We’ve noticed an expensive trend that has occurred during the pandemic – putting off regular maintenance for your vehicle, thus a new infliction has surfaced: “Car-thritus Blues”
“Car-thritus” (rhymes with arthritis):
When your vehicle sits unused for a long length of time and suffers from stiffness and deterioration. Common symptoms include poor engine lubrication, rusty brake rotors & engine components, battery degradation and a possible “non-start” situation.
Just when a vaccine is available and our society is beginning to move about more freely, this new, pandemic infliction can strike any vehicle that hasn’t been out much in the last year.
Here are the most common symptoms that we’ve been seeing in the last few months and what you can do to avoid them:
1. Critter Nesting Syndrome: clogged filters & gnawed wires. Mice, squirrels, rats move into your engine compartment because it’s a warm shelter. They find further protection and warmth in your cabin and air filters where they nest and often gnaw on the surrounding components and wires.
What has further exacerbated this situation, is Toyota’s going green initiative that resulted in replacing the rubber wire harnesses in their engines with a soy-bean compound that is a very attractive food source for these unwanted pests!
We recently had a meticulously maintained 2014 Toyota 4Runner with 65K miles with a check engine light on. This was followed by an illuminated traction control light and the vehicle going into “limp mode” (when the engine senses a catastrophic failure and runs on half power to protect it from locking up until the fault is corrected). It was initially thought that it needed a new alternator since all symptoms pointed to this, but it turned out that the entire wire harness (which links up all the sensors to the main computer and are similar to what would be like the veins in your body) was consumed by a rodent! We were able repair all the affected wiring by shrink-wrapping every wire. (it also provides protection from moisture & corrosion).
To avoid this situation, we recommend spraying mace or pepper spray into your engine compartment as a rodent repellant.
2. Clogged Drains! Debris & Leaves settling into your body drains, especially around sunroofs. We just did a lot of repair work on a Smart car because the battery which sits under the passenger seat had about 8 inches of water that accumulated around it because the car’s body drains were plugged. The water soaked the electronics and caused all sorts of damage. Areas of the wiring harness were also corroded. All of this could be prevented by inspecting and cleaning out the debris that commonly accumulates in the cowls and drains under your hood. (This is included in our digital inspection!)
3. Brake-thritus: the appearance of a light, rust sheen on the brake surface rotor area. (No rust will appear where the brake pad touches the rotor, because it’s protected from moisture) If you don’t use your brakes for a long period of time, this rust will be visible. We had a customer whose rotors had visible surface rust that accumulated in only 3 months. The car was only driven 146 miles during that time frame. Simply driving your car once a week for about 20 miles and hitting your brakes hard a couple time should prevent this surface rust.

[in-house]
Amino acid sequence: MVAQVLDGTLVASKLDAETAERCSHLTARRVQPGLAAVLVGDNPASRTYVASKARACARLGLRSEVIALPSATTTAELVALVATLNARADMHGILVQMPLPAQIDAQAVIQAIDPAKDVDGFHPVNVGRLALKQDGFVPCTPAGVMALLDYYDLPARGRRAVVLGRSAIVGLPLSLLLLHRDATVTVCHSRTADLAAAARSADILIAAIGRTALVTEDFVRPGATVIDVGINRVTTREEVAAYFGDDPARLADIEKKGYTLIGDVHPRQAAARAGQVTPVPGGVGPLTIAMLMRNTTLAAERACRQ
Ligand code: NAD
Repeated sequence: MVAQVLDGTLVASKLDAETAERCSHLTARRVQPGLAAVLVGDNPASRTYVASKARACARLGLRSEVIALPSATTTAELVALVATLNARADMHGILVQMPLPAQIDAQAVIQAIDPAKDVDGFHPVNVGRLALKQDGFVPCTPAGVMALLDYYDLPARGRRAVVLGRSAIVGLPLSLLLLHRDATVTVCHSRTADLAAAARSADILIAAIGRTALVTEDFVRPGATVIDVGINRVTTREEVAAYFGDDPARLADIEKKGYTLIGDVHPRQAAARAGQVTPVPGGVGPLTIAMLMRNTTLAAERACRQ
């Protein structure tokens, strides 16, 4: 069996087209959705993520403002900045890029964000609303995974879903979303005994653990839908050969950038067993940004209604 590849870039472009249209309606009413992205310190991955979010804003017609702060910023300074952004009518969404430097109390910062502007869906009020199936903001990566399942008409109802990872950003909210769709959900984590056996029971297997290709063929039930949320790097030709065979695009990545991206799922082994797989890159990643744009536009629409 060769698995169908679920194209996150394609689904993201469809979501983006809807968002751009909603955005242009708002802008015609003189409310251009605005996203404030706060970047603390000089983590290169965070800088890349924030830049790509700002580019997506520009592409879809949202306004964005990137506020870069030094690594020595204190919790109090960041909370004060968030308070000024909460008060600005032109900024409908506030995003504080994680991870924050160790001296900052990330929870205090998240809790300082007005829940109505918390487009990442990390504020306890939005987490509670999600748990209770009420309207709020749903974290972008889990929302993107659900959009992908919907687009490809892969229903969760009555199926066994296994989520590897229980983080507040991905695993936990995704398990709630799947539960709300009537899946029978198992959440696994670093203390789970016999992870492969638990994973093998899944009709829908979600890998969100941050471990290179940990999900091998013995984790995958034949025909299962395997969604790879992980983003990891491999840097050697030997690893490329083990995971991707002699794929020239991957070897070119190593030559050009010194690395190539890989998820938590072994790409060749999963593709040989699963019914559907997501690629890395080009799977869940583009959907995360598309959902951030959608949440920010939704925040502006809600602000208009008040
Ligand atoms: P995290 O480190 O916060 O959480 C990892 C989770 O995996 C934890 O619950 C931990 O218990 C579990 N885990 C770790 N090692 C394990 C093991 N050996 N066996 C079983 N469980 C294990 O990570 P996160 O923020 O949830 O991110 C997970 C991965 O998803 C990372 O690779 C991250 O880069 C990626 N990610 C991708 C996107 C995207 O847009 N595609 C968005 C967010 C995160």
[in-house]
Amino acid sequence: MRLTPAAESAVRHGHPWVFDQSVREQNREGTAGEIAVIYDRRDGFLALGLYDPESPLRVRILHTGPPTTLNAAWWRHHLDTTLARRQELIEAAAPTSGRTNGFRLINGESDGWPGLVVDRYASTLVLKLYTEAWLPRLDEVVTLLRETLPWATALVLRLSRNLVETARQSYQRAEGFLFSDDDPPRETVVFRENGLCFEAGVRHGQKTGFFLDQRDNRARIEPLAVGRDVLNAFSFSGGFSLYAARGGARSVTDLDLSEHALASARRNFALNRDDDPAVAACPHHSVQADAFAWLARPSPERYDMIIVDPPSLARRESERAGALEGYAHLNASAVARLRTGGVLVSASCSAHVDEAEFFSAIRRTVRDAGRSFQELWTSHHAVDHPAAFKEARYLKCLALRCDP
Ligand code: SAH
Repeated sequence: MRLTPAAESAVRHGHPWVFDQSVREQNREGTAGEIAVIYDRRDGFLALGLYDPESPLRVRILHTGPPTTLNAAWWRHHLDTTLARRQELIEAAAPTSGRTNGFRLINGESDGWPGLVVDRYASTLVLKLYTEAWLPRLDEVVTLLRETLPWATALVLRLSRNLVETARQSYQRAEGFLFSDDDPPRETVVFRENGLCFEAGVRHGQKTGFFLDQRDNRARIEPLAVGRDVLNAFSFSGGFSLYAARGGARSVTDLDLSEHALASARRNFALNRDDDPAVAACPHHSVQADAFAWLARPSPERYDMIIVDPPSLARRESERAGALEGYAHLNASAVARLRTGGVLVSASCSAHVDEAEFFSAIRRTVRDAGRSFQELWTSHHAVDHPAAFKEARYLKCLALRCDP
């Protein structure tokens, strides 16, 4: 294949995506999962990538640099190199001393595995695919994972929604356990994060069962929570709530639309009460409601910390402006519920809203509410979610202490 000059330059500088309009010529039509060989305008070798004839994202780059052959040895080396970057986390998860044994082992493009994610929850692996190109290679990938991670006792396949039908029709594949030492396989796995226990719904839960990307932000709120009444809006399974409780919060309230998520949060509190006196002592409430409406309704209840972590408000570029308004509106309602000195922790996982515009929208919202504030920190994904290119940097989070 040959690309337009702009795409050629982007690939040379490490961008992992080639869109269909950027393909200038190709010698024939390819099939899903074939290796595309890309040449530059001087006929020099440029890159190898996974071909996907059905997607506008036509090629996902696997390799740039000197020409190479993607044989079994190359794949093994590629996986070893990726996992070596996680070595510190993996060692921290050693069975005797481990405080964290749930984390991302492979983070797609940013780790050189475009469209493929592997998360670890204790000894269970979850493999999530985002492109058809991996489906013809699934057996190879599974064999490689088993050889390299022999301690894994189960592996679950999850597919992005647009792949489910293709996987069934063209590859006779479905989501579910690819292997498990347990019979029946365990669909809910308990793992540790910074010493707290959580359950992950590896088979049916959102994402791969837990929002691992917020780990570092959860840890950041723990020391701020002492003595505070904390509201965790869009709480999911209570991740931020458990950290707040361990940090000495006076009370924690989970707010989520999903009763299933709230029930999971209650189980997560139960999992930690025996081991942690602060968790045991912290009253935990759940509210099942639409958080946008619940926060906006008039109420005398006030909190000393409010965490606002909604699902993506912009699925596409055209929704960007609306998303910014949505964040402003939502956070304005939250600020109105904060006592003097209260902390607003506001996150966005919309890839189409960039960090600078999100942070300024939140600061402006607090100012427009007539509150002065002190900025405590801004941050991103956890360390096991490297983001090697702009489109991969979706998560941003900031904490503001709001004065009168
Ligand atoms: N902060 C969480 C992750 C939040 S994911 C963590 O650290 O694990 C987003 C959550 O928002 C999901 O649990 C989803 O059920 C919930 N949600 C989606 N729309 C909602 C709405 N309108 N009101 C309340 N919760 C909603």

On initial take off, you might hear a horrible grinding noise that should dissipate after a few hard brakes or a few miles of driving. If it continues or gets worst, it’s time to come in for a FREE brake inspection at one of our locations in Alexandria, Fairfax, Chantilly, Merrifield or Mclean.
4. Non-start. Oops! Your battery may need to be replaced. A good battery with a proper charge can usually be parked for up to three weeks. Most batteries can last 3-5 years with regular use. Driving your car at least once a week keeps it charged with enough power to keep all the smaller electronic parts in working order (door locks, clock, radio, etc.). As the battery ages or sits for longer periods, the ability for it to hold a charge will slowly diminish until it won’t have enough juice to start the vehicle. A simple battery test that we perform during our digital inspection measures the health of your battery and helps determine the best time to replace it.
5. Stale fluids. Your fluids may be stagnant if they haven’t recently circulated through your engine. The integrity of your oil may still be ok, but the filters and other engine components will accumulate stagnant oil and other parts will not receive their routine lubrication that comes with regularly running your engine.
Just because you’re not using your vehicle so much doesn’t mean you should back off on your regular oil services. It is true, however, that your mileage interval may increase since you’re probably not driving as much. We’d recommend a digital health inspection to assess what components need attention.
6. Flat-ulence; The “Flat” spots that develop on your tires if you’re car has not moved. Most of this will work out on its own when you drive 5-10 miles and warm up the rubber in your tires. In colder temperatures, it will take longer for your tires to heat up. If you let a vehicle to sit undisturbed for over a year, you will most likely need to replace your tires.
After you’ve warmed up your tires and are experiencing some pulling or other drivability issues (vibrating), you may need to get a balance, alignment, rotation and/or new tires. (No problem – check out some tire solutions)
The best prevention to all of these symptoms is to drive your vehicle regularly! This ensures your engine is charged and lubricated, your belts and hoses stay supple and your tires and brakes in working order. Stop by any of our 5 locations in Alexandria, Chantilly, Fairfax, Merrifield or McLean to receive a free digital health inspection for your vehicle. Staying up to date on your vehicle’s health is the only way to ensure it is not damaged from Car-thritus!